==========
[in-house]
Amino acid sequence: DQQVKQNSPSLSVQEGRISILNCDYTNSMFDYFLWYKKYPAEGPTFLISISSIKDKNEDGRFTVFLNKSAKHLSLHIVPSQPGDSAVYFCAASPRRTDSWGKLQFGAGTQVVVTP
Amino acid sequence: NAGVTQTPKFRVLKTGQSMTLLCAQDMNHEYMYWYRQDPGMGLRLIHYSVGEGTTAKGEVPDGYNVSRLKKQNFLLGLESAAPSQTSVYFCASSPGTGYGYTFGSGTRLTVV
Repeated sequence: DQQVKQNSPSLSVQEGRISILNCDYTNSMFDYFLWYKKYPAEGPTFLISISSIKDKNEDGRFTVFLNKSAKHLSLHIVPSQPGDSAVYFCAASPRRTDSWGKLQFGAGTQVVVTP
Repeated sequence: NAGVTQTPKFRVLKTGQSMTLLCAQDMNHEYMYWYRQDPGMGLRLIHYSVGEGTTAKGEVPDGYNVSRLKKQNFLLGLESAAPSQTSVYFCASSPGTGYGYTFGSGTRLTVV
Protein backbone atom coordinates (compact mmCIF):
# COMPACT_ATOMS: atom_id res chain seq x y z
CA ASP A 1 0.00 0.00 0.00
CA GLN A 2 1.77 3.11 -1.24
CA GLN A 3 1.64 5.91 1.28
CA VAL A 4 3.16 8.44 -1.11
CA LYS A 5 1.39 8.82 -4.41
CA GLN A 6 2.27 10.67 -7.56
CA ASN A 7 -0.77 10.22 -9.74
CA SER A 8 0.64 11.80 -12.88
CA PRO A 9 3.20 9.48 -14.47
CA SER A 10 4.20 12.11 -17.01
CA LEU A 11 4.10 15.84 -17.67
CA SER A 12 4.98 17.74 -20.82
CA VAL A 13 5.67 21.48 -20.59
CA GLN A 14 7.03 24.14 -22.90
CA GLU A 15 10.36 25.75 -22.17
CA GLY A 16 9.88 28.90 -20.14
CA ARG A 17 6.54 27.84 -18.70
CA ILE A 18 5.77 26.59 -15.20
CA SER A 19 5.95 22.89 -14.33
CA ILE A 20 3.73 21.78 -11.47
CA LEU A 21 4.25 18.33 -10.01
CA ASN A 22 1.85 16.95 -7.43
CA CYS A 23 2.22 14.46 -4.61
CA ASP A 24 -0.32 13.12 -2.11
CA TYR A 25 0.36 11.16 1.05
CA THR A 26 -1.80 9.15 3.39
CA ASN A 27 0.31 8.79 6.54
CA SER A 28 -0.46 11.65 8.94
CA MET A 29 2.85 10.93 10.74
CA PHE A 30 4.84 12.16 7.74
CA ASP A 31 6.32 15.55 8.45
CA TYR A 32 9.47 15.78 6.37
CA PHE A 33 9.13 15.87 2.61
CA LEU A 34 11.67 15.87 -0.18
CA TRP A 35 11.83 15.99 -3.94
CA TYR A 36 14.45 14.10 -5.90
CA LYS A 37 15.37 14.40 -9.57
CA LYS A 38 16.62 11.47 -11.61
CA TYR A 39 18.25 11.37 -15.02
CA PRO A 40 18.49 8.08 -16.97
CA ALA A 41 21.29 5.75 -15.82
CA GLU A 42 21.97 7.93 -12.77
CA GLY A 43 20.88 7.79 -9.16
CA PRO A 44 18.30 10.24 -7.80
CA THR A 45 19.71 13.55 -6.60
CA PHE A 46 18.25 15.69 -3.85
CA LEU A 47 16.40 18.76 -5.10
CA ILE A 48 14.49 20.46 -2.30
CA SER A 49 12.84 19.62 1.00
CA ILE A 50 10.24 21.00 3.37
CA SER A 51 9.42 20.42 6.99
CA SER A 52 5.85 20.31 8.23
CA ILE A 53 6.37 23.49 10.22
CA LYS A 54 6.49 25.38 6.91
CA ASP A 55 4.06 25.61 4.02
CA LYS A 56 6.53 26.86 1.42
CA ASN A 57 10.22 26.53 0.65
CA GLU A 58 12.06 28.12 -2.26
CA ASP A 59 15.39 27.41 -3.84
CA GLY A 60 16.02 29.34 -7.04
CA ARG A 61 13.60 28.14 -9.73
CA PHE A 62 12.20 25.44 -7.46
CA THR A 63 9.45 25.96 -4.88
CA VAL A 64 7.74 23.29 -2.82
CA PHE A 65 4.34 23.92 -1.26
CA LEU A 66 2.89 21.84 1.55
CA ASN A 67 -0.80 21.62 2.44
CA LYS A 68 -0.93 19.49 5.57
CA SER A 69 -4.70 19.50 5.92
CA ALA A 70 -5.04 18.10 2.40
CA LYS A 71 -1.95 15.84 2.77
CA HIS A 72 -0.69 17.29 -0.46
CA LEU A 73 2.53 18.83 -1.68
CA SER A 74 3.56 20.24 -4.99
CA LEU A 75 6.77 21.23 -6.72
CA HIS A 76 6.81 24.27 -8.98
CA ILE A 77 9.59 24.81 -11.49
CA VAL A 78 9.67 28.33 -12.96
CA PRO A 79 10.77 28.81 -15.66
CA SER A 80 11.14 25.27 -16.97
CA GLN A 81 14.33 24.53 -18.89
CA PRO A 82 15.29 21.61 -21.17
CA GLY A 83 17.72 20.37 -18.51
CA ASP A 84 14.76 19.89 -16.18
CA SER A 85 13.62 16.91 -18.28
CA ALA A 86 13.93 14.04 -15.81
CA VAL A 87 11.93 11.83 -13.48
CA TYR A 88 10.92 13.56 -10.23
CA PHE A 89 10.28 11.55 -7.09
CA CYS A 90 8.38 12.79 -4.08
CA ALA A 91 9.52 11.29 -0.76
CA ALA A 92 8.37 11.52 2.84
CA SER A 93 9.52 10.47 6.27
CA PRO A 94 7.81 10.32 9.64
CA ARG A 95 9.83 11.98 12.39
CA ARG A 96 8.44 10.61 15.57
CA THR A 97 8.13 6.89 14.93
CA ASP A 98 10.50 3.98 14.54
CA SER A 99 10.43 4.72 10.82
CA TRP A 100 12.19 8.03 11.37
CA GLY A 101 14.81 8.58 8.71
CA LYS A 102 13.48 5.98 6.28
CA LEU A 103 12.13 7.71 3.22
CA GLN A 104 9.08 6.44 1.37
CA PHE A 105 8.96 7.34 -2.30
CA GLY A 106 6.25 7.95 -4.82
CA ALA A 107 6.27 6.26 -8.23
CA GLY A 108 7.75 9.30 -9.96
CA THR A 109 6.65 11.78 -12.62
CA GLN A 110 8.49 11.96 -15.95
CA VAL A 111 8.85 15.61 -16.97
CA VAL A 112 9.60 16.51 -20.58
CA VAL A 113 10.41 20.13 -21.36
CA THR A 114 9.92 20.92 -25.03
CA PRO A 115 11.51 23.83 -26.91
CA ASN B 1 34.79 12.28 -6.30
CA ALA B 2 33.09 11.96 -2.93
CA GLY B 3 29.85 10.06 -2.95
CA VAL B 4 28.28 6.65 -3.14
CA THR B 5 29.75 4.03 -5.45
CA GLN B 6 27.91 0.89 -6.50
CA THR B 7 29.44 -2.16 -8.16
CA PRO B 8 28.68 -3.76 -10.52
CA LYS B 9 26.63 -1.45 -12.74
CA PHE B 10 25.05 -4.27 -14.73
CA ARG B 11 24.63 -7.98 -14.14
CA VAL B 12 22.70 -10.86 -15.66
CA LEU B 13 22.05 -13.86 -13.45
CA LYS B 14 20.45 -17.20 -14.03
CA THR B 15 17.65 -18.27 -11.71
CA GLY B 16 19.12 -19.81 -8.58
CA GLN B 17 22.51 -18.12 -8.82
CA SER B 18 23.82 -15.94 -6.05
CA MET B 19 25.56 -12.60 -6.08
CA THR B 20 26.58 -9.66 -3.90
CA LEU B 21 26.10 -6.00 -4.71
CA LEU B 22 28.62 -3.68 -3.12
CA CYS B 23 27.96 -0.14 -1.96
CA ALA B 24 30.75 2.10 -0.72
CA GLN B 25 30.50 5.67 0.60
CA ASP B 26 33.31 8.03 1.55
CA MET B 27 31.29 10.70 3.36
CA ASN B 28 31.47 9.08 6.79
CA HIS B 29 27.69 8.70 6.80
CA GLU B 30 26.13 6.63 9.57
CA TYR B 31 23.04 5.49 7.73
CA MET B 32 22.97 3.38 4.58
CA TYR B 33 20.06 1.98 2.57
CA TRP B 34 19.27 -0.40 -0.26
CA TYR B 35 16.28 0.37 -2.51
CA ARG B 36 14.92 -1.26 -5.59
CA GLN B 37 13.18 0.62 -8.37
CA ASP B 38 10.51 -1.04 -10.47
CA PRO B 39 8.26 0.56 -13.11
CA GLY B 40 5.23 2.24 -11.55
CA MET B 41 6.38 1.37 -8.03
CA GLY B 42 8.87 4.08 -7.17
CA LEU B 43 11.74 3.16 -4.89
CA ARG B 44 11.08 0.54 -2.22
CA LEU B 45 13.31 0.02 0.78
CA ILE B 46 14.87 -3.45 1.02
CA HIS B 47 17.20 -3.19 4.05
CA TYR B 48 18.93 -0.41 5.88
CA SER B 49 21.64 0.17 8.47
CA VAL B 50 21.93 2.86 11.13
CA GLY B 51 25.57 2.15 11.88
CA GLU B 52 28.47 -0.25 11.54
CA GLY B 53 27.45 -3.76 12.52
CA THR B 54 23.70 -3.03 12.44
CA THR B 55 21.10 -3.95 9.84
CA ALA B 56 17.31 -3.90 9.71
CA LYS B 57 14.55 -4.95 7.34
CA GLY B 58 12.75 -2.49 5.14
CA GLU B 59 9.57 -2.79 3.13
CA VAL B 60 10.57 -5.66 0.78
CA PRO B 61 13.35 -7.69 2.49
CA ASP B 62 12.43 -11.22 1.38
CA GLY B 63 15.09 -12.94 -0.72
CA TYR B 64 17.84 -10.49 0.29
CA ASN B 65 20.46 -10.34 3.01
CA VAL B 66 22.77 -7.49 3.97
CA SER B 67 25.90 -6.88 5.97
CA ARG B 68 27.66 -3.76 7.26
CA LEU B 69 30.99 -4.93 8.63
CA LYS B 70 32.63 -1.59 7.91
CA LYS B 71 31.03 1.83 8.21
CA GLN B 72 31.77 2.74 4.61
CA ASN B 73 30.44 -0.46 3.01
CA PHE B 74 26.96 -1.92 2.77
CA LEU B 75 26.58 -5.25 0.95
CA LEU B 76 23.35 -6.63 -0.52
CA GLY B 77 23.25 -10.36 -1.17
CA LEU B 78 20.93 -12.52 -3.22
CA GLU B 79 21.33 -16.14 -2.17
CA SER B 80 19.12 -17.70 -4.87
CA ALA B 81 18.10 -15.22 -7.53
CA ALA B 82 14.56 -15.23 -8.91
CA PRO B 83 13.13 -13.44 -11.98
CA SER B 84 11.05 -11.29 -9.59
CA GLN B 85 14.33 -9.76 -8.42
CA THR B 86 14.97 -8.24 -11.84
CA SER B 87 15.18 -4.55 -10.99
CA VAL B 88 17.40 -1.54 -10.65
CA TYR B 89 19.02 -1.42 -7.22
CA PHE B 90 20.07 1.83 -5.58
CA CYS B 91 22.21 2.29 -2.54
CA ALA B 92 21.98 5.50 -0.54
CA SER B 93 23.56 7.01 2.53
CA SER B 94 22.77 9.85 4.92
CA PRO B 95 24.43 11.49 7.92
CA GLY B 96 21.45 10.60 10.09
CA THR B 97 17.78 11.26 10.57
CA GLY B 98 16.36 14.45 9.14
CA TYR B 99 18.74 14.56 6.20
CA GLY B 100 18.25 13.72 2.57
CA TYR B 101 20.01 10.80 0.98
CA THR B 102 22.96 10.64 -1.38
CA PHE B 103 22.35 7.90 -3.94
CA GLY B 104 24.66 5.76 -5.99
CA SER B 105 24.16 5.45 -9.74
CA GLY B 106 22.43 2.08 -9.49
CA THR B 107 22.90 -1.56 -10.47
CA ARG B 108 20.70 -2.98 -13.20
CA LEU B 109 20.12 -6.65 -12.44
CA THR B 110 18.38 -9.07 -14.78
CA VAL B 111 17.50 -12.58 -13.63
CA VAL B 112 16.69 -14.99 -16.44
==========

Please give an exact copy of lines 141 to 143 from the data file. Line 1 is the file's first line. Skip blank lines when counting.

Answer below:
CA MET B 19 25.56 -12.60 -6.08
CA THR B 20 26.58 -9.66 -3.90
CA LEU B 21 26.10 -6.00 -4.71